Recently I’ve been working with a team of AI and automation developers based in Poland. They’re talented and friendly and quietly proud of their country. I’ve come to Krakow for a few days to work with them. It’s my first time in Poland.
I came with the expectation of arriving in a very old European city. I’ve been to lots of those and it seems to me, despite the architecture and the weight of history, they are what the current population makes of them.
Krakow seems to have spirit and energy. The people are friendly, the food is good and the atmosphere is relaxed but not boring.
My hotel is in an old palace, (think small scale Palazzo Vecchio) and fronts on to the main market square. The square is large and old, pedestrianized and edged by restaurants. If this was Brussels, those restaurants would be like sharks circling their prey, waiting to take a bite out of tourist wallets for very ordinary food. Here the restaurants offer good food, lots of choice, pleasant staff and a little respite from the day.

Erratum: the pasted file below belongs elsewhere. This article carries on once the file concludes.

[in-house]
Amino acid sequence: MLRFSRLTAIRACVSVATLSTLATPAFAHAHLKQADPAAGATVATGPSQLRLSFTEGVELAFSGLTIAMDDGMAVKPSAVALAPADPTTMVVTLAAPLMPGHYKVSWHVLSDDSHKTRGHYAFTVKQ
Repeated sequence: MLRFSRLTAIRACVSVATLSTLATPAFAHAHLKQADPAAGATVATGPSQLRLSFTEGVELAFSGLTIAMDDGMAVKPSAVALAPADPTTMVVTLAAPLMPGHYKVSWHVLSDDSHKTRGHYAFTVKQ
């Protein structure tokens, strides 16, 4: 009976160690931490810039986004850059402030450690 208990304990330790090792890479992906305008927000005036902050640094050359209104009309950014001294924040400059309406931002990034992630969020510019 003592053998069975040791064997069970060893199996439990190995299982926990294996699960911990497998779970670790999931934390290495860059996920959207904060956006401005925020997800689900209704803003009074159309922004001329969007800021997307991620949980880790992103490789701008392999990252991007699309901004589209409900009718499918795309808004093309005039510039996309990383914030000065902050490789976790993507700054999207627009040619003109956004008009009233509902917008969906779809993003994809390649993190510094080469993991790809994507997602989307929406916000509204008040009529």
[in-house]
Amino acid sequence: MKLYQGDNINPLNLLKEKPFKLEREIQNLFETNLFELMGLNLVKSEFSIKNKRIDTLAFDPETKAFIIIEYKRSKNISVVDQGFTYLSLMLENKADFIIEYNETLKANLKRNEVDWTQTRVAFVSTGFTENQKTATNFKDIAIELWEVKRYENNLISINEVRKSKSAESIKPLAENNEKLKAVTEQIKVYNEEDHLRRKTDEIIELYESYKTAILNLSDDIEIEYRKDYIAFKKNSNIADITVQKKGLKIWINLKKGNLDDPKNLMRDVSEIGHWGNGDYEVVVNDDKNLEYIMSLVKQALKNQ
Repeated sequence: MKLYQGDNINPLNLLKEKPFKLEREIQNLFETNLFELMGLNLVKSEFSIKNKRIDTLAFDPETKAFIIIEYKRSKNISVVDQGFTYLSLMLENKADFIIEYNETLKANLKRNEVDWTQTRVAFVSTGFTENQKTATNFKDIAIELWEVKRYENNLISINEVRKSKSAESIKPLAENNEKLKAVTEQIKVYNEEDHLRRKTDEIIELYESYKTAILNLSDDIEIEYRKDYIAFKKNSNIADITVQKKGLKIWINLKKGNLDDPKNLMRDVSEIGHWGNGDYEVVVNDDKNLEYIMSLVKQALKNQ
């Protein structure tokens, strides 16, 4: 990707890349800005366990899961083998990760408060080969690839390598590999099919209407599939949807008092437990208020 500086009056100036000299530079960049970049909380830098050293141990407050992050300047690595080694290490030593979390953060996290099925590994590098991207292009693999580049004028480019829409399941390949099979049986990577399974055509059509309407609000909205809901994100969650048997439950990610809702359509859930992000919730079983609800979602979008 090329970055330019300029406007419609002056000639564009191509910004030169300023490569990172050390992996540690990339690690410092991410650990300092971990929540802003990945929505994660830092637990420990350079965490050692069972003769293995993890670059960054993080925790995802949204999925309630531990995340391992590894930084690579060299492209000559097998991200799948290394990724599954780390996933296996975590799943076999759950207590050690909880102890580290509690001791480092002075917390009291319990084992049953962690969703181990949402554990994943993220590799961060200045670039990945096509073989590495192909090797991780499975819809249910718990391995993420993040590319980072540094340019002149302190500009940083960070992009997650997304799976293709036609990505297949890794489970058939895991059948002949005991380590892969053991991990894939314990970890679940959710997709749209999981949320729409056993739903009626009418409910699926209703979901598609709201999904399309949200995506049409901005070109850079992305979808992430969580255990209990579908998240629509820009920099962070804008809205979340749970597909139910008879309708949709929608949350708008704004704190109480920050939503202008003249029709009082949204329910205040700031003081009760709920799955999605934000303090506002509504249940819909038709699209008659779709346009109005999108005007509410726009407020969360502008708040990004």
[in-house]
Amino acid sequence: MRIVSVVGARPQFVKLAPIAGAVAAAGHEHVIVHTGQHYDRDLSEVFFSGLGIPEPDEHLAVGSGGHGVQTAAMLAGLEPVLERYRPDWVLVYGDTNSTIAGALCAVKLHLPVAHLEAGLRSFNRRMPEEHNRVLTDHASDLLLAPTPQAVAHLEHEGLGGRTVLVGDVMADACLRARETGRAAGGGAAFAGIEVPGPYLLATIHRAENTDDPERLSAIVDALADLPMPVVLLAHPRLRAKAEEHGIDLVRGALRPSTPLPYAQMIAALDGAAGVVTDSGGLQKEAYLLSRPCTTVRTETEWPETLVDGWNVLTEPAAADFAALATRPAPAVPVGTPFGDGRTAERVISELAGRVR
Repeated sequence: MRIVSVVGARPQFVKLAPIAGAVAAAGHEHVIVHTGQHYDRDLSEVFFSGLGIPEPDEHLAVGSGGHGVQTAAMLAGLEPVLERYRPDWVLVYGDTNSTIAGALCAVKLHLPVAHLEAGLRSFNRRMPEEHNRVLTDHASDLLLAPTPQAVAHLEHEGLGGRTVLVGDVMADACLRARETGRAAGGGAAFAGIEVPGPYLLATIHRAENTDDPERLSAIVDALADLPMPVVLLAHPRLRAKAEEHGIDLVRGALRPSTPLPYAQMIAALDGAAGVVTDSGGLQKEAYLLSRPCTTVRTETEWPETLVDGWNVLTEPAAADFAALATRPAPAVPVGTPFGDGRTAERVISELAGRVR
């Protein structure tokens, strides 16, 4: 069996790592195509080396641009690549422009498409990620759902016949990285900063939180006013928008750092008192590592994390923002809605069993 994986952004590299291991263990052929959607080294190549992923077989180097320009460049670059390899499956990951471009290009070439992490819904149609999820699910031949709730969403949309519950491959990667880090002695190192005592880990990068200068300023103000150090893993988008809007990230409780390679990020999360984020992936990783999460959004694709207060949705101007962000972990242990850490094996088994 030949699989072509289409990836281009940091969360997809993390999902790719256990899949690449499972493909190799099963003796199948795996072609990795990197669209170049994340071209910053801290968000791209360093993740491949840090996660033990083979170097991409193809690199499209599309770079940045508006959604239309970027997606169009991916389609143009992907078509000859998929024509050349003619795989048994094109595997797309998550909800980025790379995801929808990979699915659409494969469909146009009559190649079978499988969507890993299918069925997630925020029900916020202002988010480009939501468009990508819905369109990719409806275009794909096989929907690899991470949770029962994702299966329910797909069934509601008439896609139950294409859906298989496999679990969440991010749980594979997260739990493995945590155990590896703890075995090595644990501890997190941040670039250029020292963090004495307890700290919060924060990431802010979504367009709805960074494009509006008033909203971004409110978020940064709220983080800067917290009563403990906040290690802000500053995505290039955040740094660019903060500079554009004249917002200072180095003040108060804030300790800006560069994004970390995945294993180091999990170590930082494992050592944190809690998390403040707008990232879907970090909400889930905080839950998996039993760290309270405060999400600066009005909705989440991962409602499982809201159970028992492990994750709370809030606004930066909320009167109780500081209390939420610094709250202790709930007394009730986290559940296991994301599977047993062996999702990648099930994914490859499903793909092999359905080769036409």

Sadly, I’m here without my wife. She’d love this place and her enjoyment would amplify mine.
I’m reminded of an old Vodafone ad where a middle-aged businessman is shown walking through the streets of Paris alone, talking to his wife, who is up a ladder painting the ceiling. He says to her, “Here I am in one of the most romantic cities in the world and you’re hundreds of miles away”.
I’m sure they meant to send the message that mobile phones bring you closer. It’s true, in a way, yet they also remind me of how much I’m missing. You can’t hold hands on the phone. You can’t see a city for the first time together by phone. You can’t watch your wife smile and feel content.
So, I’ll be coming back to Poland and next time, I won’t be alone.